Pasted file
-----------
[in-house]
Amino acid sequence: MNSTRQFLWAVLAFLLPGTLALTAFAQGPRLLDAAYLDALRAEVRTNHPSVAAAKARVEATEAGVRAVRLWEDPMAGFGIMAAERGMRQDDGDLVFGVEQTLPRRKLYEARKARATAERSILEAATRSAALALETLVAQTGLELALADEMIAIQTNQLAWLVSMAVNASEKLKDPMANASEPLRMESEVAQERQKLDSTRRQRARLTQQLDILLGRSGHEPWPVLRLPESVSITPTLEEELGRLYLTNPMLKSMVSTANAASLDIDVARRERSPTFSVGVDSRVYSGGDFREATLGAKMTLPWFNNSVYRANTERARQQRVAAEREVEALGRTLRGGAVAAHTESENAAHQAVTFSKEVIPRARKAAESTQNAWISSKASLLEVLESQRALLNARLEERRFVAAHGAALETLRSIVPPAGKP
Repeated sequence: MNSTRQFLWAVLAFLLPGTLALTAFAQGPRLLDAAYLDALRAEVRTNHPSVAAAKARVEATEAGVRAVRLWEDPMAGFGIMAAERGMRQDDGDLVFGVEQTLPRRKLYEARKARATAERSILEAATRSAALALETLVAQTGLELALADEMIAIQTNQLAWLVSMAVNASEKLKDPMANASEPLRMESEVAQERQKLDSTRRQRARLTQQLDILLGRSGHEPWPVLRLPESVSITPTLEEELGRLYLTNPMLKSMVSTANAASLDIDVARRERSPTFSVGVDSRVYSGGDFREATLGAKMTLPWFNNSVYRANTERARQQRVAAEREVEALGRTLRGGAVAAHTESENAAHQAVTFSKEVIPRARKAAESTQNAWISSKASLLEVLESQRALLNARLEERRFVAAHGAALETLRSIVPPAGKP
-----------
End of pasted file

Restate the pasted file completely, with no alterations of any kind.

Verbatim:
[in-house]
Amino acid sequence: MNSTRQFLWAVLAFLLPGTLALTAFAQGPRLLDAAYLDALRAEVRTNHPSVAAAKARVEATEAGVRAVRLWEDPMAGFGIMAAERGMRQDDGDLVFGVEQTLPRRKLYEARKARATAERSILEAATRSAALALETLVAQTGLELALADEMIAIQTNQLAWLVSMAVNASEKLKDPMANASEPLRMESEVAQERQKLDSTRRQRARLTQQLDILLGRSGHEPWPVLRLPESVSITPTLEEELGRLYLTNPMLKSMVSTANAASLDIDVARRERSPTFSVGVDSRVYSGGDFREATLGAKMTLPWFNNSVYRANTERARQQRVAAEREVEALGRTLRGGAVAAHTESENAAHQAVTFSKEVIPRARKAAESTQNAWISSKASLLEVLESQRALLNARLEERRFVAAHGAALETLRSIVPPAGKP
Repeated sequence: MNSTRQFLWAVLAFLLPGTLALTAFAQGPRLLDAAYLDALRAEVRTNHPSVAAAKARVEATEAGVRAVRLWEDPMAGFGIMAAERGMRQDDGDLVFGVEQTLPRRKLYEARKARATAERSILEAATRSAALALETLVAQTGLELALADEMIAIQTNQLAWLVSMAVNASEKLKDPMANASEPLRMESEVAQERQKLDSTRRQRARLTQQLDILLGRSGHEPWPVLRLPESVSITPTLEEELGRLYLTNPMLKSMVSTANAASLDIDVARRERSPTFSVGVDSRVYSGGDFREATLGAKMTLPWFNNSVYRANTERARQQRVAAEREVEALGRTLRGGAVAAHTESENAAHQAVTFSKEVIPRARKAAESTQNAWISSKASLLEVLESQRALLNARLEERRFVAAHGAALETLRSIVPPAGKP